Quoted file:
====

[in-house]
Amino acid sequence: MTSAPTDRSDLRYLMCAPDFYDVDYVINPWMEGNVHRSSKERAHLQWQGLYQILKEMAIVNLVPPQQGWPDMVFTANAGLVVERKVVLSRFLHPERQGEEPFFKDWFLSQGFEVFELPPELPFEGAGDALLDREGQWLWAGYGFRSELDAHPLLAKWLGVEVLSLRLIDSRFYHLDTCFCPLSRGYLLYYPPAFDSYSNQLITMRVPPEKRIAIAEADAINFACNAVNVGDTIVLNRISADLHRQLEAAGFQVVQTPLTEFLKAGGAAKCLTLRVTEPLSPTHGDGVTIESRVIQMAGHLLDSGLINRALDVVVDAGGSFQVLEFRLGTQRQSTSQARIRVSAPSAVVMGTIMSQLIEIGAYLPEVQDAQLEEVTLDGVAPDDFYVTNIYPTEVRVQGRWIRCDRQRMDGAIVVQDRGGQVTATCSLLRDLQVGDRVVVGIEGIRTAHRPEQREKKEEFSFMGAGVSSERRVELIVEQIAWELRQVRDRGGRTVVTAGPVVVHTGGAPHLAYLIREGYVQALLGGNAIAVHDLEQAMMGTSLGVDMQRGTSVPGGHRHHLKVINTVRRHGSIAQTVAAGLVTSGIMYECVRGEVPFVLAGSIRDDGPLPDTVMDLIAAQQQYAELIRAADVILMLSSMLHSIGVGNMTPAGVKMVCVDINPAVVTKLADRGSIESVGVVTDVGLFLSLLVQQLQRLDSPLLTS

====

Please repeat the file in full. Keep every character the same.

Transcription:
[in-house]
Amino acid sequence: MTSAPTDRSDLRYLMCAPDFYDVDYVINPWMEGNVHRSSKERAHLQWQGLYQILKEMAIVNLVPPQQGWPDMVFTANAGLVVERKVVLSRFLHPERQGEEPFFKDWFLSQGFEVFELPPELPFEGAGDALLDREGQWLWAGYGFRSELDAHPLLAKWLGVEVLSLRLIDSRFYHLDTCFCPLSRGYLLYYPPAFDSYSNQLITMRVPPEKRIAIAEADAINFACNAVNVGDTIVLNRISADLHRQLEAAGFQVVQTPLTEFLKAGGAAKCLTLRVTEPLSPTHGDGVTIESRVIQMAGHLLDSGLINRALDVVVDAGGSFQVLEFRLGTQRQSTSQARIRVSAPSAVVMGTIMSQLIEIGAYLPEVQDAQLEEVTLDGVAPDDFYVTNIYPTEVRVQGRWIRCDRQRMDGAIVVQDRGGQVTATCSLLRDLQVGDRVVVGIEGIRTAHRPEQREKKEEFSFMGAGVSSERRVELIVEQIAWELRQVRDRGGRTVVTAGPVVVHTGGAPHLAYLIREGYVQALLGGNAIAVHDLEQAMMGTSLGVDMQRGTSVPGGHRHHLKVINTVRRHGSIAQTVAAGLVTSGIMYECVRGEVPFVLAGSIRDDGPLPDTVMDLIAAQQQYAELIRAADVILMLSSMLHSIGVGNMTPAGVKMVCVDINPAVVTKLADRGSIESVGVVTDVGLFLSLLVQQLQRLDSPLLTS